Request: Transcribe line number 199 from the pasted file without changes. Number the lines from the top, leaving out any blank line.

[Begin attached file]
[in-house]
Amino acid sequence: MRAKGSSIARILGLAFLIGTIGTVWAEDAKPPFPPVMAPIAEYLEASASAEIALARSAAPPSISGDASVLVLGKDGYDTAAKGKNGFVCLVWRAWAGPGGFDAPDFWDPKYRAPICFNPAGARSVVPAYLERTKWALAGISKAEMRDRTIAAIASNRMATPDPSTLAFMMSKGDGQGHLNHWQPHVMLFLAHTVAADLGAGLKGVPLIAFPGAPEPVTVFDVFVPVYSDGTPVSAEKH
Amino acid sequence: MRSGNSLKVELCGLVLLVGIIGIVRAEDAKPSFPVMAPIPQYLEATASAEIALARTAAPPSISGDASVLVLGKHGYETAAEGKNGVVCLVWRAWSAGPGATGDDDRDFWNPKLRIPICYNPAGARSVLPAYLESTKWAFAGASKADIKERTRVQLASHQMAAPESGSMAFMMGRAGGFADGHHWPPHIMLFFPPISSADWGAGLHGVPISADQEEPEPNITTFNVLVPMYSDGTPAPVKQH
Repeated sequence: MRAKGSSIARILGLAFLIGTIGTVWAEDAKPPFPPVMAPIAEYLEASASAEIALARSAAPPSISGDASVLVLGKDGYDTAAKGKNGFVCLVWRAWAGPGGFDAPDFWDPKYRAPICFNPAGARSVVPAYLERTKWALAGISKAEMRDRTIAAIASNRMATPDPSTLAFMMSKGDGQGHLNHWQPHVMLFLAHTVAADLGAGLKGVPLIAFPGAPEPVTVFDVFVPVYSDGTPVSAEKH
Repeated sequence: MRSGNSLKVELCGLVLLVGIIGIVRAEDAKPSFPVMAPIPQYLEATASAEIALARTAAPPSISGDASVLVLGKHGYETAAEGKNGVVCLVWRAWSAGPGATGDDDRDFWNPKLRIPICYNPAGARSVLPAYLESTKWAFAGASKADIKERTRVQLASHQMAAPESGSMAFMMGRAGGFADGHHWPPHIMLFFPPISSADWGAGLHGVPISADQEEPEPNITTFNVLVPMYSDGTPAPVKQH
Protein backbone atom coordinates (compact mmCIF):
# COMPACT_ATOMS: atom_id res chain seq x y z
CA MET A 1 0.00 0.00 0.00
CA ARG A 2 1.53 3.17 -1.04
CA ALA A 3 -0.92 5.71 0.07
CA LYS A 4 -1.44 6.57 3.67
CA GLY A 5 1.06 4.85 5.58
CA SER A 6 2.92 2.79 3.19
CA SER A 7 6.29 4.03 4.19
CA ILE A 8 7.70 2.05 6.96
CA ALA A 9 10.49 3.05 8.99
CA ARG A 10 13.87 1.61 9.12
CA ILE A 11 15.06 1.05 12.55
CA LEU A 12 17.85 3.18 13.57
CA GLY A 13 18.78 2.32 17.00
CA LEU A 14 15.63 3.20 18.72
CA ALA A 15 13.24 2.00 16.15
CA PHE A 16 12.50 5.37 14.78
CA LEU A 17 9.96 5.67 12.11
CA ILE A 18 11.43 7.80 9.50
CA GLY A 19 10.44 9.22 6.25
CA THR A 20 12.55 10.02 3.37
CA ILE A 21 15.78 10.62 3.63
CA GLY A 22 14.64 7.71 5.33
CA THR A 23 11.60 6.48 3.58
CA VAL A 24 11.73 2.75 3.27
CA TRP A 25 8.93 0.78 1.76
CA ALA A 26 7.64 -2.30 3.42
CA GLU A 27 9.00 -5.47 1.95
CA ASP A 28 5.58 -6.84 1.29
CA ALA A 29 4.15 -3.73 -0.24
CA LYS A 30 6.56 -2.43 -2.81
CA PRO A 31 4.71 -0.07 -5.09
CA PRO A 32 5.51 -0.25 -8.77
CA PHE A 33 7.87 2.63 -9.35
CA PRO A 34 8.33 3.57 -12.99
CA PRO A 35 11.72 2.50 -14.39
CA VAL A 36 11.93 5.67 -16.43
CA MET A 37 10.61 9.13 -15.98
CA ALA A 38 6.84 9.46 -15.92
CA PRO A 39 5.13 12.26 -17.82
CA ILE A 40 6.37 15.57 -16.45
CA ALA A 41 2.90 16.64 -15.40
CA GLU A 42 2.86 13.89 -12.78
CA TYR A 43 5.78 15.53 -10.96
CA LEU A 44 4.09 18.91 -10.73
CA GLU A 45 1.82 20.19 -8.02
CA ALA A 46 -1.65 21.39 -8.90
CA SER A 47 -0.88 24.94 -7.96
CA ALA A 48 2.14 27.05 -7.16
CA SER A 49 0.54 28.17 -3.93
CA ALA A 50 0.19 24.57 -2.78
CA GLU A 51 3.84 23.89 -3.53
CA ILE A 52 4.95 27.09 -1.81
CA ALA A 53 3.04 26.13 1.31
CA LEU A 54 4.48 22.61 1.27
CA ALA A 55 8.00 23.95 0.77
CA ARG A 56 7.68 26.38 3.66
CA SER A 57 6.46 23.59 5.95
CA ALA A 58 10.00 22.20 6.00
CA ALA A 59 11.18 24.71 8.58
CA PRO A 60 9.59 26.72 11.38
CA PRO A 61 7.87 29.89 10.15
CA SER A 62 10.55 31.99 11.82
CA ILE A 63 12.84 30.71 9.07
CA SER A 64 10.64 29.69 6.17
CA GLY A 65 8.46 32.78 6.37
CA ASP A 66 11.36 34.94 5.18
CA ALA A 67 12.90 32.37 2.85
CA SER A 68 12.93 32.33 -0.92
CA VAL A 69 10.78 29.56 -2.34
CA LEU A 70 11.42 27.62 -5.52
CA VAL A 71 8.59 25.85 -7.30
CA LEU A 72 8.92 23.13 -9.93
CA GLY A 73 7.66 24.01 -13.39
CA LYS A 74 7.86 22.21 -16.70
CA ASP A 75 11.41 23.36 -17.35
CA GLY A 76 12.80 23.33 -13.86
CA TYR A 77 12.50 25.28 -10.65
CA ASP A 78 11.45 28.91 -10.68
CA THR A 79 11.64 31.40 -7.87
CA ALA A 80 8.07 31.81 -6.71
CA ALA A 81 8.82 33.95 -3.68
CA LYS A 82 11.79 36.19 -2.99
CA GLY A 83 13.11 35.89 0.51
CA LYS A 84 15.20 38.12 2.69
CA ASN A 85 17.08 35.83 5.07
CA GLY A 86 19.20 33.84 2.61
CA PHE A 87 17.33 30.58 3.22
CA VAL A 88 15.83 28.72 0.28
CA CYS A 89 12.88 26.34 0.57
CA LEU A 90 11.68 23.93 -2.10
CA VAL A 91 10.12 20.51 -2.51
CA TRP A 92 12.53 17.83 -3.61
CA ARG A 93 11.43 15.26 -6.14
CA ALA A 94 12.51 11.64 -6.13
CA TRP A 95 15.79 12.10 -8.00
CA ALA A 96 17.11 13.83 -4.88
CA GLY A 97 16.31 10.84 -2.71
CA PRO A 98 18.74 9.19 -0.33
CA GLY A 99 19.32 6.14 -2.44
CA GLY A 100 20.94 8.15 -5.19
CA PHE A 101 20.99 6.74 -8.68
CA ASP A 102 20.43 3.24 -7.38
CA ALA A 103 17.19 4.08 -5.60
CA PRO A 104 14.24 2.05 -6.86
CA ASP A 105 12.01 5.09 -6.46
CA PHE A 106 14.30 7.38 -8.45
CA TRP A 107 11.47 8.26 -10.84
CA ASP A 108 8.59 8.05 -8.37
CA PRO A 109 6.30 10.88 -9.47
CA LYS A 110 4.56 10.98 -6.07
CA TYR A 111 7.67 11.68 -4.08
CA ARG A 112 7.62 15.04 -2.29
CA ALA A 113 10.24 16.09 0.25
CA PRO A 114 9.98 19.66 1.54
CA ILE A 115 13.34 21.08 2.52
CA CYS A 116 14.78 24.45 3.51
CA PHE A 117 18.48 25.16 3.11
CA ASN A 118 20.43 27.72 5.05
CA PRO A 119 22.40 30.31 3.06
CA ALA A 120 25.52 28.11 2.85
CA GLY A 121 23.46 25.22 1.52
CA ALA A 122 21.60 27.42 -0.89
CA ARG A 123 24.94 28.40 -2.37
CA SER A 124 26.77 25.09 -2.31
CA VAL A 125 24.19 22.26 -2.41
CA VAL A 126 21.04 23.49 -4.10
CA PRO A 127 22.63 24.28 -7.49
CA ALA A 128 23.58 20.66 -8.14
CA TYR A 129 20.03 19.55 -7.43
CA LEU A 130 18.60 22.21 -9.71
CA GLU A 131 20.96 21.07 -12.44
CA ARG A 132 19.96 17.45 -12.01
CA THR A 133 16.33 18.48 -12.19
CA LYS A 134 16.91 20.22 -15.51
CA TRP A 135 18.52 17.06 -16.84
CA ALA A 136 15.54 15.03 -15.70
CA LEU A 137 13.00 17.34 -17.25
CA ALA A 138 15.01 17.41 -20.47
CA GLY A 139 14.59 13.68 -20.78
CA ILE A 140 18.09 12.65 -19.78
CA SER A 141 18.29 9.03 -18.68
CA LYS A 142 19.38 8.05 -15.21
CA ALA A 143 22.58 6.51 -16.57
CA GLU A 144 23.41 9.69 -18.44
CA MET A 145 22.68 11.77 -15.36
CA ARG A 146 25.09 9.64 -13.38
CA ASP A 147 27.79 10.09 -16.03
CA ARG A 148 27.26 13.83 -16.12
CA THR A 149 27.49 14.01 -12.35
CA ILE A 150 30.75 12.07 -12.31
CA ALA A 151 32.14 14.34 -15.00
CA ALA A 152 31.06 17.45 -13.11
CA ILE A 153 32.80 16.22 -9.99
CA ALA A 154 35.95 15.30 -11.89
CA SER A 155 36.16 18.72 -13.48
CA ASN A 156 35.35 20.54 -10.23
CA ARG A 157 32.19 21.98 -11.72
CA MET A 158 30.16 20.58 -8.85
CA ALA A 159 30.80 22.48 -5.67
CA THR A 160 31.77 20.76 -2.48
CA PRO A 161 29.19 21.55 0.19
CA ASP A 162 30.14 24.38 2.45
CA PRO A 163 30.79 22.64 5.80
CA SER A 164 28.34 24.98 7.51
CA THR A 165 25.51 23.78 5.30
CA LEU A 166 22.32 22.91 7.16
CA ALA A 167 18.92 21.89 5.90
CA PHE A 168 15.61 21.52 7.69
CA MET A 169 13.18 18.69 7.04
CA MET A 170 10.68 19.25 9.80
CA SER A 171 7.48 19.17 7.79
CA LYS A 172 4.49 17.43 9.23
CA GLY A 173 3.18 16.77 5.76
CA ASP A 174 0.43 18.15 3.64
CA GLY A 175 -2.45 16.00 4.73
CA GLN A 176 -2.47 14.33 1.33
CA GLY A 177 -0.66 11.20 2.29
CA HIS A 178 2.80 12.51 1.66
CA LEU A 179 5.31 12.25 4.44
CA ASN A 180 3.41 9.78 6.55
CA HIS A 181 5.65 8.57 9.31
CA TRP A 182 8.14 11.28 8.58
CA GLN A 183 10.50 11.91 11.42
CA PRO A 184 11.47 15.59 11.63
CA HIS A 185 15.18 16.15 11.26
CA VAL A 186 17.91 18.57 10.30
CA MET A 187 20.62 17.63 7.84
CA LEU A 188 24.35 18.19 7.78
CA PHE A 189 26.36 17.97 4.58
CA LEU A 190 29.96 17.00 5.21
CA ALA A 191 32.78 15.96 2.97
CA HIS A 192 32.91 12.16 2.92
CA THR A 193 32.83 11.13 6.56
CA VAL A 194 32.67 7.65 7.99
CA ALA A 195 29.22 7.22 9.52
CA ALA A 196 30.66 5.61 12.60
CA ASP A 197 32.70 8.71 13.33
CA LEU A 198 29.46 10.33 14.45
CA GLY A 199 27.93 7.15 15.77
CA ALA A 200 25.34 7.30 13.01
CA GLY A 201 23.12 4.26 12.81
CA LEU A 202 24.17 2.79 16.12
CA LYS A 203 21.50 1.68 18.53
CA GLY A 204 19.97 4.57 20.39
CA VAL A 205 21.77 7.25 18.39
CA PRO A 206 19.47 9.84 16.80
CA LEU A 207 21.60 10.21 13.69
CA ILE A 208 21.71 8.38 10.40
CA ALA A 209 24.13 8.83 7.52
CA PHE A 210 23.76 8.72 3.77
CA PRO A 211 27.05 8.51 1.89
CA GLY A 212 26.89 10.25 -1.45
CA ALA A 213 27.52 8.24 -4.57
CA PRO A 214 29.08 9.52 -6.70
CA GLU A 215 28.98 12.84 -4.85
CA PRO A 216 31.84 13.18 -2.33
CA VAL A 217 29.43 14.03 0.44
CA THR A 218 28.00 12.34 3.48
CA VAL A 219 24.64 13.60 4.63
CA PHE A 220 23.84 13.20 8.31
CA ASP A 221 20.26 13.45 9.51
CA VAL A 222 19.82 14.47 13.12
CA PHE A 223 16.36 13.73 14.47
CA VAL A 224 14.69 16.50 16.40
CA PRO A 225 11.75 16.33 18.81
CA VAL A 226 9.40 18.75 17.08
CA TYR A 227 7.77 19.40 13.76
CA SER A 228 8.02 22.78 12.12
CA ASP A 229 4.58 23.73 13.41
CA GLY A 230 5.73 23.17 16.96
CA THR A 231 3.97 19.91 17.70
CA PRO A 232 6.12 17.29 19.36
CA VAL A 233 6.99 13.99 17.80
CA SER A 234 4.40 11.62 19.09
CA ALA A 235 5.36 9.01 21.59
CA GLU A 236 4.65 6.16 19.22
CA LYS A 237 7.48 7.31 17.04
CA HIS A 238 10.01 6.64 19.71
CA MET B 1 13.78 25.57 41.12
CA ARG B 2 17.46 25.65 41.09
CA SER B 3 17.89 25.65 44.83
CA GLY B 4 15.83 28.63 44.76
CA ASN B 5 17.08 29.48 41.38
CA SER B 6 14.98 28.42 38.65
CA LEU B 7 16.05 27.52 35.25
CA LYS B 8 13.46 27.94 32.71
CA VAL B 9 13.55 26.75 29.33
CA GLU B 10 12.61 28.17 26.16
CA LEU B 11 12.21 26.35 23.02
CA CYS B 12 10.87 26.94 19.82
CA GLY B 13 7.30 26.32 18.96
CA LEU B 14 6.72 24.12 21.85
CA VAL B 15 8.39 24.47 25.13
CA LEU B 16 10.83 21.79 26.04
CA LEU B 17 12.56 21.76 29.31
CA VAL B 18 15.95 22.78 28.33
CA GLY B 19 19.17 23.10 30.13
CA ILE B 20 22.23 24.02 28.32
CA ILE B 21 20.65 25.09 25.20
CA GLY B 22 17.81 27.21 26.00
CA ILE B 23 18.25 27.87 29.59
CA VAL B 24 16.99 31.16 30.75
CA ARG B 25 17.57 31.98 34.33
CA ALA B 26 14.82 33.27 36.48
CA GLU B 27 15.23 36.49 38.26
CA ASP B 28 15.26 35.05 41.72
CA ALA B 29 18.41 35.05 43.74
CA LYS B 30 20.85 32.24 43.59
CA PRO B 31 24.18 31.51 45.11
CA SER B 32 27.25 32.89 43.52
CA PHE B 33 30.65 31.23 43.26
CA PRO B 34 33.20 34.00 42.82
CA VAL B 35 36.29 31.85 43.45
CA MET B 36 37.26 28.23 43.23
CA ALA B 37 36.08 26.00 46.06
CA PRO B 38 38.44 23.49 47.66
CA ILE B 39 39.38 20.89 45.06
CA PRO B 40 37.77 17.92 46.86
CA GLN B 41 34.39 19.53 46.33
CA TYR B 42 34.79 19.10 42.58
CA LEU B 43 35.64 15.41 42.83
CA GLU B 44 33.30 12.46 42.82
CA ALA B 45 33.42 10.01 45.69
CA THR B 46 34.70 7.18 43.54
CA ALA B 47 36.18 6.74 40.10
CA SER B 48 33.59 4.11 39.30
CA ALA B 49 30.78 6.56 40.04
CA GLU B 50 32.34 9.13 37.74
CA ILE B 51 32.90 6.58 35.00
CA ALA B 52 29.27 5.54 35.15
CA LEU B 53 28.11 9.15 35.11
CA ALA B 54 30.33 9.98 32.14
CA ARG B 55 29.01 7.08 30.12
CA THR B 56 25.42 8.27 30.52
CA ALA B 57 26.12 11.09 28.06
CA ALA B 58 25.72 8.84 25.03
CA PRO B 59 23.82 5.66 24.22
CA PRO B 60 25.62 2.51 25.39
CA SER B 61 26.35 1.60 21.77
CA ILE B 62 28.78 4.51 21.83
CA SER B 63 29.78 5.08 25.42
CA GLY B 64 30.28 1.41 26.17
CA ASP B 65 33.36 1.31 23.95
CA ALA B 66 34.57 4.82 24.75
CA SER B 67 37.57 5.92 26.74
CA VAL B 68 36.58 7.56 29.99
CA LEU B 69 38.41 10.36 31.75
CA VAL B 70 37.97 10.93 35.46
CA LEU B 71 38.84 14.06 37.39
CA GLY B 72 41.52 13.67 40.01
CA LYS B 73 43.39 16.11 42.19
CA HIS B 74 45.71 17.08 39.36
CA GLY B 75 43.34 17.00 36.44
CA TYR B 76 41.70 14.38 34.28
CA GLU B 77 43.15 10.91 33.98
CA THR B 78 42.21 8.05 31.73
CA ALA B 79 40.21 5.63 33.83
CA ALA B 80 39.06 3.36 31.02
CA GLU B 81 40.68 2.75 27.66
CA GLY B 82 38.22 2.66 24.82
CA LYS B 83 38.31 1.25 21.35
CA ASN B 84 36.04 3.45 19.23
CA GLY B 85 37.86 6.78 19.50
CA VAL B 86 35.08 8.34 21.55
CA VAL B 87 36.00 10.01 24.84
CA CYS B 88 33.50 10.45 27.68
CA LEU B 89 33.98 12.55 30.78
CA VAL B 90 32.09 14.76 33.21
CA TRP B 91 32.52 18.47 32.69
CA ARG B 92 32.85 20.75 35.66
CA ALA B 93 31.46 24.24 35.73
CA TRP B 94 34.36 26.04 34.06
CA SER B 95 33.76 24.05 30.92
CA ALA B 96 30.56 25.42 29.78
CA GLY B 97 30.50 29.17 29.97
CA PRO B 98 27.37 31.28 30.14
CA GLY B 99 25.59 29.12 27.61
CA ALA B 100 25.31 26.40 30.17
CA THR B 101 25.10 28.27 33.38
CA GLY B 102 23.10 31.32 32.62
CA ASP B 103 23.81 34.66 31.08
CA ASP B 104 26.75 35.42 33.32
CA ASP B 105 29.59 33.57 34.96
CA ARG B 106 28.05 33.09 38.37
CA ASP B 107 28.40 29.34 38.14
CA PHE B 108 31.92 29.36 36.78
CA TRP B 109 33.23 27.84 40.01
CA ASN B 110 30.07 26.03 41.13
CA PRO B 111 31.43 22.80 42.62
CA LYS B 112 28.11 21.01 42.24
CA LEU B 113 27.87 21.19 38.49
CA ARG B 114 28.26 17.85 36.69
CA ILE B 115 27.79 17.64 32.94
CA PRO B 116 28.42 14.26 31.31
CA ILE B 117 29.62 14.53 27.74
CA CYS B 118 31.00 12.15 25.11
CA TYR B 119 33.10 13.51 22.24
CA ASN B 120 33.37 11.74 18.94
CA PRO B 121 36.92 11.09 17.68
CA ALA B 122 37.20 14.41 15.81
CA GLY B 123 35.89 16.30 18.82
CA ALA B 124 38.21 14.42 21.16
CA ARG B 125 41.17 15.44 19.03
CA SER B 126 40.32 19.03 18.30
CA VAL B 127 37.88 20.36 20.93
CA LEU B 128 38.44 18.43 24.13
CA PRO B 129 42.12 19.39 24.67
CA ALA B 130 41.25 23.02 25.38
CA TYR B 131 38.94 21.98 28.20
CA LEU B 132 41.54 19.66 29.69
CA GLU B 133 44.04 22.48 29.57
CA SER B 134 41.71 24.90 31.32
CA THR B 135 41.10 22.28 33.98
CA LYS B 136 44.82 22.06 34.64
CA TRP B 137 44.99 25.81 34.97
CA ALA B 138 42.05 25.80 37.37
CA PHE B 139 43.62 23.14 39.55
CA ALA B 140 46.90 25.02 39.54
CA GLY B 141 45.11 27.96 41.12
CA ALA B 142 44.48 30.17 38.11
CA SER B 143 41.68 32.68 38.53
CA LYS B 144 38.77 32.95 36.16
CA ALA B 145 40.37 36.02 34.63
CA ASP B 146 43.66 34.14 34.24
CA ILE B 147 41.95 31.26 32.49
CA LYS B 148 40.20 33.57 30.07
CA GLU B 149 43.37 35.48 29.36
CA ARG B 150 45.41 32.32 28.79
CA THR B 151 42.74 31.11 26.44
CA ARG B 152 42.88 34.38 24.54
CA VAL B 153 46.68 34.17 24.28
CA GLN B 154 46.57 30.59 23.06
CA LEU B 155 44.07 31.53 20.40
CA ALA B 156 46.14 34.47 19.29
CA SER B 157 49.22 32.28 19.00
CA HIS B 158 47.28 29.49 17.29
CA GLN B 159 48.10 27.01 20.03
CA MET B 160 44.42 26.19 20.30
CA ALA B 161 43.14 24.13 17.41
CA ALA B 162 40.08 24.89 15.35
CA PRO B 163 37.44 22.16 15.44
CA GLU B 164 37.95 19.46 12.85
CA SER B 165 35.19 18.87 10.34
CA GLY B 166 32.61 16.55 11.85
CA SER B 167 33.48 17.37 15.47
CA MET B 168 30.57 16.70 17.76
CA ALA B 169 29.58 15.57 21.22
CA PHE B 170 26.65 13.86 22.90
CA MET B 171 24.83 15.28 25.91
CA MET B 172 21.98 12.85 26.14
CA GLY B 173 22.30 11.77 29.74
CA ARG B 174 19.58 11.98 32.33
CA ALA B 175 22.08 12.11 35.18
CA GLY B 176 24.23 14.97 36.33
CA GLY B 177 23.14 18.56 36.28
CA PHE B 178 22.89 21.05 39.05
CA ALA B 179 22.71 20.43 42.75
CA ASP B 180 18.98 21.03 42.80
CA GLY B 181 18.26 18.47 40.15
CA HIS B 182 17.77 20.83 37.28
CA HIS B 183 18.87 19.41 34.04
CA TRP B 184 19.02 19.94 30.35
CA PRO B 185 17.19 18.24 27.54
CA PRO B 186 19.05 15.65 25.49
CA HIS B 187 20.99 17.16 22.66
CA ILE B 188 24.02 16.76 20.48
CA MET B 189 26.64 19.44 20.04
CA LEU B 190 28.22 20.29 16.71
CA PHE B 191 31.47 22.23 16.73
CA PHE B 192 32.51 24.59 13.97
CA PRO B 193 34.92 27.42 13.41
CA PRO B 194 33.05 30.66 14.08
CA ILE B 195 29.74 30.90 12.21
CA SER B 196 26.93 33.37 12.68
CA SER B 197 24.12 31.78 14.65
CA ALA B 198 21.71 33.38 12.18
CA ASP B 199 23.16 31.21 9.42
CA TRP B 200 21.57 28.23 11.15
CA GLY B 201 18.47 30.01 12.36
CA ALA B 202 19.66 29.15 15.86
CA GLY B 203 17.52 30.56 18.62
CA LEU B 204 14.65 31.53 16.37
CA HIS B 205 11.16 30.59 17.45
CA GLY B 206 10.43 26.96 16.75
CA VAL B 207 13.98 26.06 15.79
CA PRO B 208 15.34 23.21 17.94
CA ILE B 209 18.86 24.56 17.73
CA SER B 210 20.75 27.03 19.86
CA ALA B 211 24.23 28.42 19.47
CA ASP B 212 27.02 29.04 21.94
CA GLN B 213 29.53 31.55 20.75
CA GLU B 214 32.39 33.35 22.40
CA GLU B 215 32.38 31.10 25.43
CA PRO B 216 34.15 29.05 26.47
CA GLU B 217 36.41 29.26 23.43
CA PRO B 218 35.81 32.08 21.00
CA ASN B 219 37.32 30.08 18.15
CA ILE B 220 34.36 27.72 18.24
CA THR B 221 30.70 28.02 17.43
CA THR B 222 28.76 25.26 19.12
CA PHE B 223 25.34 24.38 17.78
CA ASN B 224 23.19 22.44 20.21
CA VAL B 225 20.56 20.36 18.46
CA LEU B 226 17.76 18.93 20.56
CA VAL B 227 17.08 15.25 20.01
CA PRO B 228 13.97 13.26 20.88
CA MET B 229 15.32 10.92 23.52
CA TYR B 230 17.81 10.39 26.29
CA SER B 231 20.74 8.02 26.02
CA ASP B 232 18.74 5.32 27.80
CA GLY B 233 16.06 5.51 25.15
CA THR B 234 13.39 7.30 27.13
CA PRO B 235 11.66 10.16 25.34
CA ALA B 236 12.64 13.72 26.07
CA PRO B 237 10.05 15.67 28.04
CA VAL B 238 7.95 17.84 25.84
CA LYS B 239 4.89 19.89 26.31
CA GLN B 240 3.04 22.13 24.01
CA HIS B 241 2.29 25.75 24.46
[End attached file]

CA HIS A 192 32.91 12.16 2.92